S and I got married in May. We figured we’d take a nice long honeymoon in the fall, after we’d had a chance to recover from all the wedding frenzy and settle in a bit. Not to mention that we couldn’t afford much more than a weekend on the Jersey shore… But then I got called for a gig from August through late October, and who knew what project S would be on after that, so in July we decided to just rent a car and point it somewhere.
We’re Roadfood people–last summer we drove from NYC to the Outer Banks of North Carolina and then back north along the Blue Ridge Parkway, using the book to plot our stops, staying in motels wherever looked promising. I’ll dig up some of my notes from that trip and post them another time, but let me just say this: Barbecued. Fried. Chicken. For this trip we did even less planning–we must’ve hit the road less than a week after deciding to go. Not like most people’s honeymoons, I suppose, but it was exactly right for us.
Our idea was to head north, into New England and maybe as far as Nova Scotia. My mom is from outside Boston originally so I spent a good deal of time in that area growing up, but since my grandparents died in 1987 I’d only been a handful of times. S hadn’t really been up north at all. In the end we spent three weeks driving around Maine, New Hampshire, and Vermont–hey, another idea for a post–but on our first day we stopped for a late lunch at a place I remembered from my childhood, the Yankee Silversmith Inn in Wallingford, Connecticut. On car trips up to visit my grandparents, we’d often pit stop there. I don’t think we ever actually had a full meal, though–with my three brothers and me we were a large family, and money was always tight. As I recall, we mostly used the restrooms and got popovers to go. My wealthy grandparents, however, would stop there for a leisurely lunch every time it was their turn to make the journey. Some of my favorite pictures of them were taken in front of the main entrance over the years–sort of funny, now that I think of it, that they’d take souvenir pictures for us of a place where we couldn’t afford to eat.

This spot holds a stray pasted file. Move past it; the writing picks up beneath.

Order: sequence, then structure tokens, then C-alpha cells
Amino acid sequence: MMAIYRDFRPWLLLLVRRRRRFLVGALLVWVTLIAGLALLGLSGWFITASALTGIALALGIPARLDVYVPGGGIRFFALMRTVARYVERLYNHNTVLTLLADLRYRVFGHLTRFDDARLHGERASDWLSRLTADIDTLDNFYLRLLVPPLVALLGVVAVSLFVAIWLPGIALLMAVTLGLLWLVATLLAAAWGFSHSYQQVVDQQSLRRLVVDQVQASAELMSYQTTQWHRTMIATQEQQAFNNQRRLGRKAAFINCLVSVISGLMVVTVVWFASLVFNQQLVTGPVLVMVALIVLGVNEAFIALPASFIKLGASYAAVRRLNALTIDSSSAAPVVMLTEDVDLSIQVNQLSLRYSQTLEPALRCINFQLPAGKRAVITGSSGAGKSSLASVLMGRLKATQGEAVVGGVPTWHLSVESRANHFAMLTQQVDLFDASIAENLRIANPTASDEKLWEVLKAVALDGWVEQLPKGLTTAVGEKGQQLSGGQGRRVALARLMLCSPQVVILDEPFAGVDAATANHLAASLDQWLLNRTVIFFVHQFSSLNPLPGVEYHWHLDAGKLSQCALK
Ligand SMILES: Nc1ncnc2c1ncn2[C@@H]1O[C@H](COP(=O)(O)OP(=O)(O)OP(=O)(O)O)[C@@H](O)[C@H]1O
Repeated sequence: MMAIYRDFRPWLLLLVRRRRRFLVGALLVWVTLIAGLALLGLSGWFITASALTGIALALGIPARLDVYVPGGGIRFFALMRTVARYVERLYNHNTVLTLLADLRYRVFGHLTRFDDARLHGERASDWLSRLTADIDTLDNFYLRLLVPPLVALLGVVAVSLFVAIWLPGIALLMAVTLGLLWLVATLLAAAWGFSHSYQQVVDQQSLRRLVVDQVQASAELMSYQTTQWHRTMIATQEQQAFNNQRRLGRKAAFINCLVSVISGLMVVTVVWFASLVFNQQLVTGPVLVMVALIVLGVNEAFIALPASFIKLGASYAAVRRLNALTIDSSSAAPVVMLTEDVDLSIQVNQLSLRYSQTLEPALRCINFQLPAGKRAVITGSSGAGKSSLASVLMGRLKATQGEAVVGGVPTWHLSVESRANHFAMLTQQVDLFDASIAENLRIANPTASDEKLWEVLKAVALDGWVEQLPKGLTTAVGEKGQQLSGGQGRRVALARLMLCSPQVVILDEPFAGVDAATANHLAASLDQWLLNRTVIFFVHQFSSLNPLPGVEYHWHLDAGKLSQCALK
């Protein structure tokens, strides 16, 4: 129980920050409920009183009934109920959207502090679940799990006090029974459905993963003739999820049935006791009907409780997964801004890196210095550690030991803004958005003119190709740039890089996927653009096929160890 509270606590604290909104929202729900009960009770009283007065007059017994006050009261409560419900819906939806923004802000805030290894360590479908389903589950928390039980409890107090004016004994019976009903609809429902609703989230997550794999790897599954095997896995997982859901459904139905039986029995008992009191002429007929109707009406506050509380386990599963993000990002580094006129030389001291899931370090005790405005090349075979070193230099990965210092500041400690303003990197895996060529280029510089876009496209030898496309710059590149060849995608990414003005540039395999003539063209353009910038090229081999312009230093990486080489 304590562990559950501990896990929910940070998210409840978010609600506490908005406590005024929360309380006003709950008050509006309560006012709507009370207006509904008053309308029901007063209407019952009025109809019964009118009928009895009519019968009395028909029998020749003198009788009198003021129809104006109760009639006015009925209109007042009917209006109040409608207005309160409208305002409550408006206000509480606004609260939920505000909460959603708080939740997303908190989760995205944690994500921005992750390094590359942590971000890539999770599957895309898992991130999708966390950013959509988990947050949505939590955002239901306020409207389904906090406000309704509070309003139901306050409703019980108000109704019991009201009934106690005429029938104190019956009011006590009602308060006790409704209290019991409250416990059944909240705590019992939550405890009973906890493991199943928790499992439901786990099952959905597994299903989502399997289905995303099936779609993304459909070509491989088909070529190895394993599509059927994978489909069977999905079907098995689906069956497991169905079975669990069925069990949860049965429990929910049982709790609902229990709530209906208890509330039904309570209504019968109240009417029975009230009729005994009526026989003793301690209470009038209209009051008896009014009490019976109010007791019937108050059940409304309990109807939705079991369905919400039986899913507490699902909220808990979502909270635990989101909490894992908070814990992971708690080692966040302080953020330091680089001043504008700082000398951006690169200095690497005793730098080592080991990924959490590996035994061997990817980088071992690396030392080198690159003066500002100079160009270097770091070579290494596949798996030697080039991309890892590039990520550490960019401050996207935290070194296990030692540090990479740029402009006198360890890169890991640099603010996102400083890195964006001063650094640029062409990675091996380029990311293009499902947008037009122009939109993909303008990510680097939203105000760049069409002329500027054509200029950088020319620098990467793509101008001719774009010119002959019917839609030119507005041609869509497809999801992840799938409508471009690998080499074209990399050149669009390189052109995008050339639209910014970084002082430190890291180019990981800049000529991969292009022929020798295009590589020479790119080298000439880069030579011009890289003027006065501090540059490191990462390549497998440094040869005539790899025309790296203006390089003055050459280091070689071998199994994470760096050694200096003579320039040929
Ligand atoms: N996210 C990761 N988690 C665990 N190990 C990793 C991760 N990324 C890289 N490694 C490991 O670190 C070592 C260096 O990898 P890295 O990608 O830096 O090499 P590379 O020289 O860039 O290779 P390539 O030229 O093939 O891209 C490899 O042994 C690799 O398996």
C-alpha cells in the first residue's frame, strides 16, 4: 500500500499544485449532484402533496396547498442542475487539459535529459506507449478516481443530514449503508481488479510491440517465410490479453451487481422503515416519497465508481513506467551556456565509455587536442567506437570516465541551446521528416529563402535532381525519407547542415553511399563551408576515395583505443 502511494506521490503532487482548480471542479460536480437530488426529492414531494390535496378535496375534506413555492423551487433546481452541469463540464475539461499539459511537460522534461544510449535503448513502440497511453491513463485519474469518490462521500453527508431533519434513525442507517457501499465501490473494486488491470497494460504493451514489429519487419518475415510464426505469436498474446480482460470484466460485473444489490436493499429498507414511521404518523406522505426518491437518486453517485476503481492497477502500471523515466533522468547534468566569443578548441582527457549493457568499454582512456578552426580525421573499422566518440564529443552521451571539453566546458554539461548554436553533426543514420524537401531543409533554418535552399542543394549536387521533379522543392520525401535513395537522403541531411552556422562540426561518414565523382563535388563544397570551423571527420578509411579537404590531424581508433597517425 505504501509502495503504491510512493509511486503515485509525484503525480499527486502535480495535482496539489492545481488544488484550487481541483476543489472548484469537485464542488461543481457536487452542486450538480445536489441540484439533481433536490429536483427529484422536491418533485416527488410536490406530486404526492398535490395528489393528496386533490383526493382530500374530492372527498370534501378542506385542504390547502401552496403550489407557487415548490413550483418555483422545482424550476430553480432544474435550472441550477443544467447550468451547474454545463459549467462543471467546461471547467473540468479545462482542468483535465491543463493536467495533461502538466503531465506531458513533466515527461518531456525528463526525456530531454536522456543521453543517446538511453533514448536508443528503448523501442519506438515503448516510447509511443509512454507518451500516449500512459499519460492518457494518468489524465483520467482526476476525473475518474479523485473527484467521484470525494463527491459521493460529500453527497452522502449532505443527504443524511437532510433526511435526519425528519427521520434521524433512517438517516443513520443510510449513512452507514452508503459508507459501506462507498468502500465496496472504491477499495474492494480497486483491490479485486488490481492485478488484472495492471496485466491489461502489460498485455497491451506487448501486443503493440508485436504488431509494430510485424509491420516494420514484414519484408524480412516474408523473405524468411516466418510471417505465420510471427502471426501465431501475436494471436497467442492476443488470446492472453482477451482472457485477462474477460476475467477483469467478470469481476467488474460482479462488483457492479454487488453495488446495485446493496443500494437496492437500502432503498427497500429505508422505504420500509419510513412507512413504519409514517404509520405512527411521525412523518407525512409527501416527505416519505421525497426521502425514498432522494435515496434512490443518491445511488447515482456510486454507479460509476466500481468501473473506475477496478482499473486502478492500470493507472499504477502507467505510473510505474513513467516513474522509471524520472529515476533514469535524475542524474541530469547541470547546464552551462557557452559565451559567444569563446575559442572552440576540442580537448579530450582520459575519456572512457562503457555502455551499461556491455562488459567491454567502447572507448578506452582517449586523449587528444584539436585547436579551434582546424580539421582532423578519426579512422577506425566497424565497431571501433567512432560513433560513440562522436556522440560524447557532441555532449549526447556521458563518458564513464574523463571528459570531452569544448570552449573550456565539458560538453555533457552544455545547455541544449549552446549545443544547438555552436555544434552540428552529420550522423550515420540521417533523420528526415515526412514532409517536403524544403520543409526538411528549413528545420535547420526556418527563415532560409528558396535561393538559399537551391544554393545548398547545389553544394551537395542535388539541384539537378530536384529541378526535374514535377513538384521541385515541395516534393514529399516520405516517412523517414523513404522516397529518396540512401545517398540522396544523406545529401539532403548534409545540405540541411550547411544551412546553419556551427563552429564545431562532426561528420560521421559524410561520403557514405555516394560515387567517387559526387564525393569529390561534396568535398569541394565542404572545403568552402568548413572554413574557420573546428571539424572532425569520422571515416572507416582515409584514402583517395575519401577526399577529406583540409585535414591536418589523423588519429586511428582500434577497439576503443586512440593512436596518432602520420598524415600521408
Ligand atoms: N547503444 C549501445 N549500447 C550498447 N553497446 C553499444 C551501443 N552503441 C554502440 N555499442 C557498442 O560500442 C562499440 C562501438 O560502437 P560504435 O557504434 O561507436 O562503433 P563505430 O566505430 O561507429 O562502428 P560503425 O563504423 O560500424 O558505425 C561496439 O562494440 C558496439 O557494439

The Silversmith is in a rambling landmark building with an antique train’s parlor car attached to it. The idea of eating in a train car that wasn’t actually part of a train used to fascinate my brothers and me, and that’s where S and I were seated. The whole thing was much kitschier Olde New England than I remembered (hey, forgive a kid for not noticing!), and the other patrons had mostly blue hair, but one thing brought me right back: the popovers. They were huge, and warm, and served with honey butter. My mom used to bake them for us kids, and I loved watching her pluck them out of the oven one by one, each towering impossibly high over its own custard cup, and then seeing the steam stream out as she poked small holes in the tops to keep them from going soggy. There was a cartoon we watched growing up, maybe a Looney Toons, where one of the characters swooned at the thought of the puffy treats: “Mmm, popovers.” We’d laugh and say that as we tore into them, loading butter in quickly so it would melt into puddles in the center.
If I could, I think I’d eat popovers every day–there’s something about that eggy, custardy inside and the toothy, almost brittle outside that comforts me in a way very little else does. S had never tasted one before he met me, but he’s as devoted as I am now. Here’s the recipe I’ve been using lately, courtesy of The Barefoot Contessa Cookbook (yes, Ina Garten again–I promise I’ll lay off for a while after this!). One of these days I’ll get my mom’s recipe and compare.
1 1/2 tablespoons unsalted butter, melted, plus softened butter for greasing pans
1 1/2 cups all-purpose flour, sifted
3/4 teaspoon kosher salt
1 1/2 cups whole milk at room temperature [I use 1%]
3 extra-large eggs at room temperature, lightly beaten [I’ll often use large eggs plus an extra white]
- Preheat the oven to 425°F. Grease 12 muffin tins, popover pans, or custard cups.
- In a large bowl (ideally one with a pouring spout), whisk together the flour and salt. In a large glass measuring cup, combine the milk, eggs, and melted butter. Put the popover pans in the oven to preheat while you do the next step: Pour the wet ingredients into the dry and whisk together until nearly smooth (don’t worry about a lump or two). The batter will be thin.
- Fill the popover pans less than half full and bake for 28-30 minutes. Do not peek.
- Serve hot, with more butter, jam, or whatever floats your boat.
S and I eat them with gobs of butter and an assortment of jams: strawberry, cherry, and Maine wild blueberry. They’re the perfect thing on a Sunday morning, and they were a memorable first meal for our honeymoon.